With a fiery torch and the swing of his hammer, Don Francis’s cool metal sculptures get born.
Each come with a 500-year warranty, the North Delta artist jokes.
“A thousand years, it’s still going to be intact,” he declares, rubbing one of his favourite steel heads. “Fire, whatever he goes through.”
Francis creates with an acetylene torch and hammer. “I’ve got a piece of railroad that I use as an anvil, and I use a four-pound hammer, and every strike I make I curve a little bit. Bang, bang.”
He retired as a welder four years ago, but has been metal sculpting for about 15. “I enjoy them both. Welding is kind of artistic in itself.”
His passion for his art keeps him a young 65 years old.
‘The way to motivate yourself is to start doing a little bit, and then the motivation will come,” he says. “At the end of the day you feel better when you achieve something, and you’re moving your project forward.”
Don Francis’s amazing metal sculptures
“I don’t stop for breaks — when I get going, I just keep going, going all day, until I’ve had enough and my creative powers are drained for the day. If you work and you’re too tired, you make mistakes. And then when you make a mistake with metal, it’s hard to reverse it.”
Eagles, herons, life-sized steel men, ram heads, people heads, salmon and other metal wonders fill his home. He’s a self-taught artist and all his work is hand-forged and one-of-a-kind.
Not everyone has a larger-than-life steel eagle in their kitchen, but Francis does, and one in his living room as well. Some of his works are made of recycled steel, with interesting back stories. The kitchen eagle’s perch, for example, is made from the anchor of an old, decommissioned Russian vessel.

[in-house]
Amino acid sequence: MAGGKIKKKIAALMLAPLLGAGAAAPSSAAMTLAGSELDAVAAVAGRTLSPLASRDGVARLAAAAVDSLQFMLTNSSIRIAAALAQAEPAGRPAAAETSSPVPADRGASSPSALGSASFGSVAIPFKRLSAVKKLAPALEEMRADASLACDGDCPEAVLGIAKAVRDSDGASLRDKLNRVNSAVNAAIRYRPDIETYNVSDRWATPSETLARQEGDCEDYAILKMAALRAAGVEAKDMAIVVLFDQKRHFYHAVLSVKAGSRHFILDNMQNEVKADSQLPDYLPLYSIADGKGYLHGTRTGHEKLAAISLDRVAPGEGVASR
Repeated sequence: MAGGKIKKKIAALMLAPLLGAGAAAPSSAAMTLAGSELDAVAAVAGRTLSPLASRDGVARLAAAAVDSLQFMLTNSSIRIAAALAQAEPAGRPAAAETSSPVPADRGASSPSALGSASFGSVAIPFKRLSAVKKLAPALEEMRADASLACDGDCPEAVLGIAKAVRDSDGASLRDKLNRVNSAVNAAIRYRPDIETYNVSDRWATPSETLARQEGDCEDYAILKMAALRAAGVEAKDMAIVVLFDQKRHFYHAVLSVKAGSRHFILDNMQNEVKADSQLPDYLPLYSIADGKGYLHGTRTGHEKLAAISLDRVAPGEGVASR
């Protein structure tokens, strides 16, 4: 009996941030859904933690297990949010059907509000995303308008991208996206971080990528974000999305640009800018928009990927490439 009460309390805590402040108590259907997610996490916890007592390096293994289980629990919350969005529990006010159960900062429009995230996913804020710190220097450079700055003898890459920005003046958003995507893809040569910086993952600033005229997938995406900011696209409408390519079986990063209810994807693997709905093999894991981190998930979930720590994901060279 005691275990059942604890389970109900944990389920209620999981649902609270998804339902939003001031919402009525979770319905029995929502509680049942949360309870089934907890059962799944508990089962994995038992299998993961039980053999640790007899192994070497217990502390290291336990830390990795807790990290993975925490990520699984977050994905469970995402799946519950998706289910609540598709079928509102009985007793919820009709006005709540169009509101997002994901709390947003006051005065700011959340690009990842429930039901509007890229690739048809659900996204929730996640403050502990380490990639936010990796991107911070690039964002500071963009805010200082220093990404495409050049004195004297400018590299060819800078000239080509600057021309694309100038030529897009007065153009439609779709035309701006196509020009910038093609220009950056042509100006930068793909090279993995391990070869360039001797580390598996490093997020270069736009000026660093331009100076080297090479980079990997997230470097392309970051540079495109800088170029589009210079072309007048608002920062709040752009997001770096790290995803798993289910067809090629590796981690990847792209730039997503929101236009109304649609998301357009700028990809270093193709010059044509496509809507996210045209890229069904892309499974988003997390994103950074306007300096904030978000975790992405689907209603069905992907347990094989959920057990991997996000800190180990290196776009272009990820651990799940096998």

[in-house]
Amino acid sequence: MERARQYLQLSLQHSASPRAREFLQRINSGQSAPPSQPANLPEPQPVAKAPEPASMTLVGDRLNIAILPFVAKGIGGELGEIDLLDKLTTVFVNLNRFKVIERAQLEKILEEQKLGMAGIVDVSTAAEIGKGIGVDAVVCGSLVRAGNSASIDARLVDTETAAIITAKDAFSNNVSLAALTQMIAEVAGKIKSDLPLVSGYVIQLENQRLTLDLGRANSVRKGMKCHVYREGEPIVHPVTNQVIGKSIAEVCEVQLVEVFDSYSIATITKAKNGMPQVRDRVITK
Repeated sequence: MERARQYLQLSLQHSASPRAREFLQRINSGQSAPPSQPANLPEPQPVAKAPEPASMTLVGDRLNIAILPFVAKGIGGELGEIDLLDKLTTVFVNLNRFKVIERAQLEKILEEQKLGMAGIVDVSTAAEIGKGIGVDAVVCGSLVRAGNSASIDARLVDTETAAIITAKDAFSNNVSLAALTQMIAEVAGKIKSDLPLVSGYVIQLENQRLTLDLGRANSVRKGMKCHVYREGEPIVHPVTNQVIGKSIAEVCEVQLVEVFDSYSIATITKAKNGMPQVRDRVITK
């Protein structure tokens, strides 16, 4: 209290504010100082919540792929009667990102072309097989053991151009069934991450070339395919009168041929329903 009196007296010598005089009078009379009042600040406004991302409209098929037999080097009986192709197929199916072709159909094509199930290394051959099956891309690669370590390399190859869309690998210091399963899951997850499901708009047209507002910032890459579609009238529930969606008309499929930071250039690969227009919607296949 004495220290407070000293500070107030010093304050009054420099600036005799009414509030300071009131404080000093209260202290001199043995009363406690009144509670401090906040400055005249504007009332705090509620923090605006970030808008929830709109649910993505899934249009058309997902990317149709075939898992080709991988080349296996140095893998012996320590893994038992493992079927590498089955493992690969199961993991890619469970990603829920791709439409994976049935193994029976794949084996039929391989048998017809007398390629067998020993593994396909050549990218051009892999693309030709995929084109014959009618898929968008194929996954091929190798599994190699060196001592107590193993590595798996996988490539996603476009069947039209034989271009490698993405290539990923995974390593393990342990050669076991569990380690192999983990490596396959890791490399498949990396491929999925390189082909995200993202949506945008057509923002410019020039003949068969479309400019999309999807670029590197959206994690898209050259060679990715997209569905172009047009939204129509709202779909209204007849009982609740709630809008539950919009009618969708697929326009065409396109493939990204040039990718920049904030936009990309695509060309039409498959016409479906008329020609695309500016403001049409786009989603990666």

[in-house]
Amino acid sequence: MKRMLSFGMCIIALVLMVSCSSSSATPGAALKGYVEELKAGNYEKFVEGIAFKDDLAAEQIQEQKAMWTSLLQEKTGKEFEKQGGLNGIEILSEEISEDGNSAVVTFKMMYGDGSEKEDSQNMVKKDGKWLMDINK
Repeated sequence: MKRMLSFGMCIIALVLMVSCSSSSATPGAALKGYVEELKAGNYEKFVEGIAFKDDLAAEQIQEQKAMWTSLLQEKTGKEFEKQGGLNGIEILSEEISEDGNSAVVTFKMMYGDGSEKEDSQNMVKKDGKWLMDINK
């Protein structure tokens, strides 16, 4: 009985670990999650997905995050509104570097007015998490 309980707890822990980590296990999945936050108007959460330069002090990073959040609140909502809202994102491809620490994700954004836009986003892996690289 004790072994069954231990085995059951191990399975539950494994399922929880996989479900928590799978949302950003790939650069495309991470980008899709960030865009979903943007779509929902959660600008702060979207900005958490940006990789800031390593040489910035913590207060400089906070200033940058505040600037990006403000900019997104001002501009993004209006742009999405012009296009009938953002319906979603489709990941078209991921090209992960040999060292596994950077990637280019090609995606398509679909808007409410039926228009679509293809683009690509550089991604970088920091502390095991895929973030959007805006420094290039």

He says working with metal is a hobby, calling and obsession.
“It’s a bit of everything. It’s definitely a bit of an obsession,” he tells the Now-Leader. “You’re challenged by the great artists of the world, you know, so how can you elevate yourself to that level of artwork, that’s the challenge. Hopefully before it’s all over I’ll be recognized as a decent artist, good artist.”
Francis said he’s open to doing commissioned work, and can be reached at firstname.lastname@example.org
“It’d be nice to get in some galleries,” he adds. “I work alone, so it would be nice to have some people into the marketing field that could come along and work alongside me, and help me maybe to promote my work, that would be ideal. Because I’m overwhelmed with just doing the work. My job right now is to become a better artist, every day, how can I improve, how can I get better.”
Below are photos of some of his creations, which he submitted for this story. His work can also be found on his DonFrancisArtist Facebook page and at francisgallery.wordpress.com
Men and eagles